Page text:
Non-wire localization techniques for non-palpable lesions: moving beyond the wire

Cancer Science & Therapy

ISSN: 1948-5956

Open Access

Non-wire localization techniques for non-palpable lesions: moving beyond the wire

2nd World Congress on Breast Cancer

September 19-21, 2016 Phoenix, USA

Jillian Lloyd

University of Tennessee Medical Center, USA

Scientific Tracks Abstracts: J Cancer Sci Ther

Abstract :

The use of fine wires for the localization of non-palpable breast lesions has been used for decades and remains the gold standard. However, this procedure has its limitations, including patient discomfort, surgical timing, dislodgement, and accuracy. Newer techniques have developed over time, which offer solutions to these inherent drawbacks of the wire. Radioactive seed localization (RSL) has been used for approximately 10 years, and allows surgeons to localize non-palpable breast lesions utilizing a gamma detection system akin to sentinel lymph node biopsy. RSL can be placed up to 5 days prior to operation, and studies have shown improved accuracy. Another, newer technique involves ultrasound visible clip placement at the time of biopsy, which can then be identified intra-operatively. This technique eliminates a second localization procedure altogether, though results are less robust than with the RSL. Even newer and more novel techniques involve the use of an infrared reflector placed up to 30 days prior to surgery, and intraoperative use of an infrared beam to localize this reflector. These techniques offer novel solutions to the age-old limitations of wires and will be discussed.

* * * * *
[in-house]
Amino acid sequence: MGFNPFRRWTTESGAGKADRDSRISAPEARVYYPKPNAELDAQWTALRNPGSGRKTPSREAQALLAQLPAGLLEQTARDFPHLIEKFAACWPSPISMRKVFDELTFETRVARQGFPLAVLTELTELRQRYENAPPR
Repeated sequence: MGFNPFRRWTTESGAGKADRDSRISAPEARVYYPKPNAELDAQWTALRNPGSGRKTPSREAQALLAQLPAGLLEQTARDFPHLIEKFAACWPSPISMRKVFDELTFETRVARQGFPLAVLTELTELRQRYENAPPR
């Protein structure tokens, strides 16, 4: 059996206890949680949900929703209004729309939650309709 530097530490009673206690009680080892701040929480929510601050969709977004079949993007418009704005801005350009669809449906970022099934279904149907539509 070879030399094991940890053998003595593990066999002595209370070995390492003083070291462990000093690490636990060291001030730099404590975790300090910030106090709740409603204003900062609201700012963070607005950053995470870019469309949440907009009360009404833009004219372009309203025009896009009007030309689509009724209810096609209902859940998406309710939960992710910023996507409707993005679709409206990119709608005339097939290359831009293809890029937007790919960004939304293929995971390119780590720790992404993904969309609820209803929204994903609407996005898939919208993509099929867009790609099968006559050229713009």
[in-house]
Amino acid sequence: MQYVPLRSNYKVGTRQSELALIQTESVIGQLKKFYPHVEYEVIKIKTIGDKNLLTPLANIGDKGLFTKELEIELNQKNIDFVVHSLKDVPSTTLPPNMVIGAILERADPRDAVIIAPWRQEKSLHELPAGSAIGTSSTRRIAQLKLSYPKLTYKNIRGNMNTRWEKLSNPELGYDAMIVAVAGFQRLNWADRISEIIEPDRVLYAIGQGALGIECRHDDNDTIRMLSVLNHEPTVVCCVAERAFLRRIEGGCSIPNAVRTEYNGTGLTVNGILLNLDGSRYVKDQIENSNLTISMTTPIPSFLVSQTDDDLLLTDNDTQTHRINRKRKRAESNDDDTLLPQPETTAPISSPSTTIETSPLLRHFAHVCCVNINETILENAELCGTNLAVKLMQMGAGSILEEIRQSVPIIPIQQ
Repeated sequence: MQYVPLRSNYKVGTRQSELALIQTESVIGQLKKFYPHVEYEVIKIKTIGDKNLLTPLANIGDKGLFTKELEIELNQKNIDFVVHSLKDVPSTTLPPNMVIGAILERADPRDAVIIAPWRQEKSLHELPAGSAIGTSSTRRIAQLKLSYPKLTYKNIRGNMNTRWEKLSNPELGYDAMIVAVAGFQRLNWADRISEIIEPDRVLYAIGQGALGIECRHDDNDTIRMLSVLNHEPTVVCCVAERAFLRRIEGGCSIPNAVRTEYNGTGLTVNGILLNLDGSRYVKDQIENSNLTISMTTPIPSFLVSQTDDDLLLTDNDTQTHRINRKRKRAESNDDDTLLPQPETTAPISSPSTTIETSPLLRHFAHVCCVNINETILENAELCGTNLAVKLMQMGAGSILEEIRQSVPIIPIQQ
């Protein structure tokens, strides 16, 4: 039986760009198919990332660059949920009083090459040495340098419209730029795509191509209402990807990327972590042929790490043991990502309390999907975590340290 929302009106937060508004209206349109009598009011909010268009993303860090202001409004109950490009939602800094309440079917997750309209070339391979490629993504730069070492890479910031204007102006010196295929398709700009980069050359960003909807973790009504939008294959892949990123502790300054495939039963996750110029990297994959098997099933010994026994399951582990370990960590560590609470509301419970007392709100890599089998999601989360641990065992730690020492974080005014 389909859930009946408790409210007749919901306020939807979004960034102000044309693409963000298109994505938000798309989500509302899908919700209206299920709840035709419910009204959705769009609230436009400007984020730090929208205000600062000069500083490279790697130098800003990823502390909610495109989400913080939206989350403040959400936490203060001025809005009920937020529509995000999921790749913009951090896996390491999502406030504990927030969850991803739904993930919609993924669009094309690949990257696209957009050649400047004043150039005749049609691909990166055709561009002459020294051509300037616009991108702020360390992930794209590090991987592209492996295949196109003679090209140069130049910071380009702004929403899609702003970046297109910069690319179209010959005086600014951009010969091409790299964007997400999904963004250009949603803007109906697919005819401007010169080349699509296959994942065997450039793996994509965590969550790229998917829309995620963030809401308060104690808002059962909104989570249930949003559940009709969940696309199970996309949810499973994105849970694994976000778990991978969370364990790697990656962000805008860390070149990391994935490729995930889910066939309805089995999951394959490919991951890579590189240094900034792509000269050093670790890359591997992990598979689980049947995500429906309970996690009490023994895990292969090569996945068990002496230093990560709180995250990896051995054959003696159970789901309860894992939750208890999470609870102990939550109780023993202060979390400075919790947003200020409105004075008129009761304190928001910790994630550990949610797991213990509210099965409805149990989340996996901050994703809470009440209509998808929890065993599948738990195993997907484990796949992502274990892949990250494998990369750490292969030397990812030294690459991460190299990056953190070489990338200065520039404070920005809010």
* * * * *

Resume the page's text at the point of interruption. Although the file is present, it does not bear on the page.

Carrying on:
Biography :

Jillian Lloyd, MD, MPH is a Board Certified General Surgeon, fellowship-trained in Breast Surgery. She was educated at Emory University for undergraduate, medical school, and public health. She completed General Surgery residency at The Mayo Clinic in Jacksonville, FL, and went on to complete a fellowship in Breast Surgery at The Bryn Mawr Hospital in Philadelphia, PA. She joined the faculty at the University of Tennessee Knoxville in September 2016. Her research interests include health disparities and cancer biology as it relates to outcomes.


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